Patient advocate Lisa Bloomquist says that, in too many cases, “the pharmaceutical industry has effectively taken an acute problem … and converted it into a chronic problem.” She says these chronic problems “mean repeat customers, and the pharmaceutical industry makes billions.”

About 16 percent of all hospital admissions are related to adverse reactions to prescription drugs.

In light of these risks, patients should ask their doctors some questions before blithely following their recommendations to put these high-powered chemical concoctions into their bodies.

‘Doctor, What’s the NNT?’

First, a patient should ask the doctor about a statistic called the nnt: the “Number Needed to Treat.”

The nnt is a piece of data doctors and pharmaceutical companies generally don’t like to discuss. It records the number of people who need to take a certain drug in order for one of them to be helped by it.

Consider the example of statin, a class of drug routinely prescribed to lower patients’ cholesterol levels. But the nnt for the most-widely prescribed statin is a jaw-dropping 250. That means for every 250 people taking it, this statin helps only one person.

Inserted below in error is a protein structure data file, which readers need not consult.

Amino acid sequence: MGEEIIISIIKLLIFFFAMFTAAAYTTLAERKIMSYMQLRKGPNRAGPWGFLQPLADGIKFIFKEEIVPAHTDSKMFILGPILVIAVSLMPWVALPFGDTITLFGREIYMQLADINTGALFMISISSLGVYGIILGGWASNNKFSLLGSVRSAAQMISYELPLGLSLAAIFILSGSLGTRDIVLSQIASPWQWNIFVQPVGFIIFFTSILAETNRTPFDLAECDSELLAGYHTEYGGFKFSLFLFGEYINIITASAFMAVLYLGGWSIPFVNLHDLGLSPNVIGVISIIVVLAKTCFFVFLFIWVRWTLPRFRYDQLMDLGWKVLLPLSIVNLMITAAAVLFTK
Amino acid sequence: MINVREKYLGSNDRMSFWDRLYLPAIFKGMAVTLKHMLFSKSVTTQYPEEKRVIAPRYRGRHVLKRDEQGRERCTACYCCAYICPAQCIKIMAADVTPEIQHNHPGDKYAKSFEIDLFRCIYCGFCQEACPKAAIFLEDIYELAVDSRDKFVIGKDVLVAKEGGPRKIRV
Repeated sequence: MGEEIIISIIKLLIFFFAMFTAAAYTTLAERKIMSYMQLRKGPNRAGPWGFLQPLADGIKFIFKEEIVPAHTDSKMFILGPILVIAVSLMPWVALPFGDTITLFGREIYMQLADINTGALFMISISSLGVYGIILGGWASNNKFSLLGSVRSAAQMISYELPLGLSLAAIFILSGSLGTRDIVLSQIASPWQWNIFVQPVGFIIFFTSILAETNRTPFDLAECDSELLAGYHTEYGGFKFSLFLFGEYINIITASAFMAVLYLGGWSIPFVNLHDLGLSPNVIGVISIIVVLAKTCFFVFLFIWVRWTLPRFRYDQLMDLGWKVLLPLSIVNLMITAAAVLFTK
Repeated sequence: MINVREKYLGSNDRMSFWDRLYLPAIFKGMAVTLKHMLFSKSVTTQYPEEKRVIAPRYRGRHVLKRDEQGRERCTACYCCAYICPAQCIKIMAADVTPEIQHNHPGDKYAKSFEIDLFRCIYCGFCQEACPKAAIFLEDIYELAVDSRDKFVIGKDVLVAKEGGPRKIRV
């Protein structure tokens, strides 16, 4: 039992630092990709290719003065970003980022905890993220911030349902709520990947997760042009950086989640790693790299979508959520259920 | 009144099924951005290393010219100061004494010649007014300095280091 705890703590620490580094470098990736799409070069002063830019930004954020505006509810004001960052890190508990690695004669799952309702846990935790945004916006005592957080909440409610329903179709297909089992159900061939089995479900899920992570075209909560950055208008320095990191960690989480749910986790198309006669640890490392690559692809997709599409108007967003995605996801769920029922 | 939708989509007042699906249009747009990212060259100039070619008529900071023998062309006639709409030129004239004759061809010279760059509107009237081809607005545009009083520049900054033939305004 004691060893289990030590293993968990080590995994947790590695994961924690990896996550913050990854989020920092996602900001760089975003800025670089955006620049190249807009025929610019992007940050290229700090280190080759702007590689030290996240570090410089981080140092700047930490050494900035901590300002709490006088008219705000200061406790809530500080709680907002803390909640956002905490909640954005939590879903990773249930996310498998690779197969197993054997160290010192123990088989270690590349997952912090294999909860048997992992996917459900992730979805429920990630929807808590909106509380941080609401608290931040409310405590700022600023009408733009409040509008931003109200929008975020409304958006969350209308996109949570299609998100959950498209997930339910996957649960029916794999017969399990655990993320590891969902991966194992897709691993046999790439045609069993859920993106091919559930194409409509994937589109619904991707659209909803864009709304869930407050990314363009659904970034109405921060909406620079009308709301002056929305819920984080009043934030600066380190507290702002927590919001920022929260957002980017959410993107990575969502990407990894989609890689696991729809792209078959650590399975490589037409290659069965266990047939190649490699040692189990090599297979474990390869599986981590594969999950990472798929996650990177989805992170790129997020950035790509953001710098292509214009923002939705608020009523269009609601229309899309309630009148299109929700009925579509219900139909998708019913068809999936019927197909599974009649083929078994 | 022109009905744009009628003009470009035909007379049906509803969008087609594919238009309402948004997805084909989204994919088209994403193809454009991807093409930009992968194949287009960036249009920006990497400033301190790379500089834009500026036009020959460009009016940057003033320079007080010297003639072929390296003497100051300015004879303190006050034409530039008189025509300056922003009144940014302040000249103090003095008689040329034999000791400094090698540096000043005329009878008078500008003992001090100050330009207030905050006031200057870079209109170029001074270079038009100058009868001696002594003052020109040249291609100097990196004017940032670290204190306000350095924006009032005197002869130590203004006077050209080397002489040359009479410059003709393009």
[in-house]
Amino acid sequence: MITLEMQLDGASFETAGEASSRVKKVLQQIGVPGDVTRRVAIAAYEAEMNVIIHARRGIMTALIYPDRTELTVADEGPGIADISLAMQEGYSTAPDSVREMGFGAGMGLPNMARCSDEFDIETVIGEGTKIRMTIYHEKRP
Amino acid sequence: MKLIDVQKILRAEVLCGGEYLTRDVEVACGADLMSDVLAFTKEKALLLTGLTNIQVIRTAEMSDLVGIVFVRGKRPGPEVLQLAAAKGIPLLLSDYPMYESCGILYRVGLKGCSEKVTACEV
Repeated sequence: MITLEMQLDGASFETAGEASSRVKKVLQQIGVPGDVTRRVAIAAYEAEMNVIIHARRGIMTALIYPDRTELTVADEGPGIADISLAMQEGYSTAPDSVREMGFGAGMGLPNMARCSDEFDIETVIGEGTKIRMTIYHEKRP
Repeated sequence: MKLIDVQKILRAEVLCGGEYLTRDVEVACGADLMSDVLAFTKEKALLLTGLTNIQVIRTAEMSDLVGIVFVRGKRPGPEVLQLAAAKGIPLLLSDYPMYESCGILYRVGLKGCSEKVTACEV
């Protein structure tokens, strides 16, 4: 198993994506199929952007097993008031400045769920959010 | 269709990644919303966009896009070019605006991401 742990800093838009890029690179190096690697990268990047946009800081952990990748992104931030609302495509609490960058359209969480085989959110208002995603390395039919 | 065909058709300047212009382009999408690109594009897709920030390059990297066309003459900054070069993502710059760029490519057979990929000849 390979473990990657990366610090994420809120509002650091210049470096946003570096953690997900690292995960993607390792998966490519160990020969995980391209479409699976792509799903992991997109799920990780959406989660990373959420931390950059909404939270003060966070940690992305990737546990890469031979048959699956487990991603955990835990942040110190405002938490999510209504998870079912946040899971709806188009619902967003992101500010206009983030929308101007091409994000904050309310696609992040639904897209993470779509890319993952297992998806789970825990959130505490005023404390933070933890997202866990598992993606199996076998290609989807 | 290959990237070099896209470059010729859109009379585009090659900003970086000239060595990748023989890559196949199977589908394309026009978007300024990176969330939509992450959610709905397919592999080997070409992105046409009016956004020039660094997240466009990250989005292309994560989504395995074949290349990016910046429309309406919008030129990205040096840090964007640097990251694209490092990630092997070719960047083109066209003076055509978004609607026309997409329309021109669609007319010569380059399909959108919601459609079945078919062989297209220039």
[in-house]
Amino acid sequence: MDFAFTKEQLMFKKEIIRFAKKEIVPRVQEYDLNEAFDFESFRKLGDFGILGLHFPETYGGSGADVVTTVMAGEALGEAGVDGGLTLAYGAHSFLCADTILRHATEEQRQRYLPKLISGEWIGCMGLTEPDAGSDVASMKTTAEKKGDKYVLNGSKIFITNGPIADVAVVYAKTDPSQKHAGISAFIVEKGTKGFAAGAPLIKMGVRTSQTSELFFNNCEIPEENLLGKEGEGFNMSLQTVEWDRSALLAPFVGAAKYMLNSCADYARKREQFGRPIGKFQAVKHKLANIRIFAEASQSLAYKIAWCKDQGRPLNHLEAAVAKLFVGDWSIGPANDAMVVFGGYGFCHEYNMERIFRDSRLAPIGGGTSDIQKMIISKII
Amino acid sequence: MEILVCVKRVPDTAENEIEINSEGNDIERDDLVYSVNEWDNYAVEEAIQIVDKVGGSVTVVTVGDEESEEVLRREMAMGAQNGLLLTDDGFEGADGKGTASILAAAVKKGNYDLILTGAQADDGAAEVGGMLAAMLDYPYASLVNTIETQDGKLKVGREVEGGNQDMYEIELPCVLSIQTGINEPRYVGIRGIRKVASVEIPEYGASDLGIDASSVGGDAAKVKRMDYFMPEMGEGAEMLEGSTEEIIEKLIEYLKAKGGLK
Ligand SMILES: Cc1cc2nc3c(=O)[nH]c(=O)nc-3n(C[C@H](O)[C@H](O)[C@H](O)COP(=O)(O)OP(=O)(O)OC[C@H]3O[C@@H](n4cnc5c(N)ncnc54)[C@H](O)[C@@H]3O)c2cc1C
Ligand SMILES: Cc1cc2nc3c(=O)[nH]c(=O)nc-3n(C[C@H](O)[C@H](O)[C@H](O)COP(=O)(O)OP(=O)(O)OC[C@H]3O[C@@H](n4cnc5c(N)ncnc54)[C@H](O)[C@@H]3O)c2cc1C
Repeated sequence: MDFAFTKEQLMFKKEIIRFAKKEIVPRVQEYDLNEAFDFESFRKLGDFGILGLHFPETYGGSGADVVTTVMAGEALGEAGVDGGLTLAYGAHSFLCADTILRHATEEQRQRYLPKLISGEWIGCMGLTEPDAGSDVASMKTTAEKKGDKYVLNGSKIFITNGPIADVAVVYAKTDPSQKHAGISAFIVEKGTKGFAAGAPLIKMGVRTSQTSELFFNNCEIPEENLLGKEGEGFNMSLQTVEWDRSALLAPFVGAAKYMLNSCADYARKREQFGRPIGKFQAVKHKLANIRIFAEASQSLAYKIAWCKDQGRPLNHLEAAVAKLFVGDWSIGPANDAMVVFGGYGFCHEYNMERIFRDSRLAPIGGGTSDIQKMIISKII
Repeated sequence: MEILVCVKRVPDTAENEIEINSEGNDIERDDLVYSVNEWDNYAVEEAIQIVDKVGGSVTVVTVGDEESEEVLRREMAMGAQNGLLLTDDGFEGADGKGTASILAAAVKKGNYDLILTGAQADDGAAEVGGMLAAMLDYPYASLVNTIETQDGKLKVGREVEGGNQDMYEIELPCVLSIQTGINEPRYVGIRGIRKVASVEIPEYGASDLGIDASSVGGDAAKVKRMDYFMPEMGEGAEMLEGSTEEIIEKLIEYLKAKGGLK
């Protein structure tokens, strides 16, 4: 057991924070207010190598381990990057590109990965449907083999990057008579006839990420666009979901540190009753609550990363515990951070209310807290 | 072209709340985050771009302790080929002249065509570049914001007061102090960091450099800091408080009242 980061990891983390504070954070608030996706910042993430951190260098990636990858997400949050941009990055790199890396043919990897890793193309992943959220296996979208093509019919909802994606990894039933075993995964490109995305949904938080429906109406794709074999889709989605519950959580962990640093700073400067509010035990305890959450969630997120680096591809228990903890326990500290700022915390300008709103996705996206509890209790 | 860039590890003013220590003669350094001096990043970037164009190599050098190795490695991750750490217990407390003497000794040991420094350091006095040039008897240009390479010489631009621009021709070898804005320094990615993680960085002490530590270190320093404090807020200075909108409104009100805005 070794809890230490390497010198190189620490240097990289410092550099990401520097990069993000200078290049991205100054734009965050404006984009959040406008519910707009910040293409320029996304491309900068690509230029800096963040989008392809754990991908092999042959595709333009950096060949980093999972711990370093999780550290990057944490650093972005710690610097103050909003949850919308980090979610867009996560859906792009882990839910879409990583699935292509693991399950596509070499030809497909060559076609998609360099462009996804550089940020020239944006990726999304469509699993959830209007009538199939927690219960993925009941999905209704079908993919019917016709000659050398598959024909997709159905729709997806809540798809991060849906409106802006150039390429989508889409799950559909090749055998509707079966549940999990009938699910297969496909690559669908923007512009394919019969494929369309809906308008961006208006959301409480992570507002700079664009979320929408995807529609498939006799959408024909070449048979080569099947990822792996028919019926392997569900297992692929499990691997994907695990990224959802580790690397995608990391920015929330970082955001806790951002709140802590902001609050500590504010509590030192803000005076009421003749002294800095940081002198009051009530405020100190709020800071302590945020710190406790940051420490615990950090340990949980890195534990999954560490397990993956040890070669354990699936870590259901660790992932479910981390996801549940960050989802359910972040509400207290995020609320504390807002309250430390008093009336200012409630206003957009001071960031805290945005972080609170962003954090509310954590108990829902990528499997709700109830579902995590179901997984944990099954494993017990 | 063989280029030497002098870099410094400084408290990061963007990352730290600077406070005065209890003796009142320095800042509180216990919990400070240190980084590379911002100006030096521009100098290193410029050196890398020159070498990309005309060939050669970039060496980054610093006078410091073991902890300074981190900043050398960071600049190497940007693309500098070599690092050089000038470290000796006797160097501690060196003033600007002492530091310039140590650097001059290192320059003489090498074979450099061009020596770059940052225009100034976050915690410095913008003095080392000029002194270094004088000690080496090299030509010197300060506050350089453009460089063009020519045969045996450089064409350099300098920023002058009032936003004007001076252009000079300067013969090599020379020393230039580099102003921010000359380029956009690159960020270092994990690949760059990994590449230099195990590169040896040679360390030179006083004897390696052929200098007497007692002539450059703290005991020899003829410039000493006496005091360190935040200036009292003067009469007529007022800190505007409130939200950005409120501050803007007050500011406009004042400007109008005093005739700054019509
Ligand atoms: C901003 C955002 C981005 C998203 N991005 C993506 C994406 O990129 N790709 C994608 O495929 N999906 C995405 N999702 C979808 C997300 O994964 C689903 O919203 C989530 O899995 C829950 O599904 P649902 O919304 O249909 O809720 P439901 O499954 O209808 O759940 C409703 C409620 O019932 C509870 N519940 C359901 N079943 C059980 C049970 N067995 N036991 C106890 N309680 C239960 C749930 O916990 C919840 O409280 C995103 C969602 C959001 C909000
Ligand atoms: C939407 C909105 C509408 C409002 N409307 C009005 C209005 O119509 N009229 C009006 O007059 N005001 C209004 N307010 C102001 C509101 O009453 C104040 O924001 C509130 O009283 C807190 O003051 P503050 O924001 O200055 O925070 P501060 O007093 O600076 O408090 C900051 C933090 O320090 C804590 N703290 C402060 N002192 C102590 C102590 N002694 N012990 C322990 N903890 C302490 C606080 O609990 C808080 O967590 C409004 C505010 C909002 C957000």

Dr. Jerome R. Hoffman, professor of clinical medicine at the University of California, Los Angeles, explained: “What if you put 250 people in a room and told them they would each pay $1,000 a year for a drug they would have to take every day … and that 249 would have no benefit? And that they could do just as well by exercising? How many would take that?”

Statin has an unusually high nnt, but the GlaxoSmithKline pharmaceutical company estimates that 90 percent of all prescription drugs work for only 30 to 50 percent of people taking them. So in general, you’ve got a 50-50 chance of relief—at best.

And in many cases, the effects of your medications are far worse than neutral. That leads to the second question a patient should ask.

‘What Are the Side Effects?’

Before agreeing to a new prescription, a patient should also ask the doctor about the drug’s side effects and the percentage of people who suffer from them.

[P]harmaceuticals used as prescribed are the fourth-leading cause of death for Americans.

To stick with the example of statin, the side effects are serious. They include joint pain, muscle pain and gastrointestinal distress. These are known to affect about 5 percent of people taking the drug. (In severe cases, it can also cause muscle breakdown and type-2 diabetes.)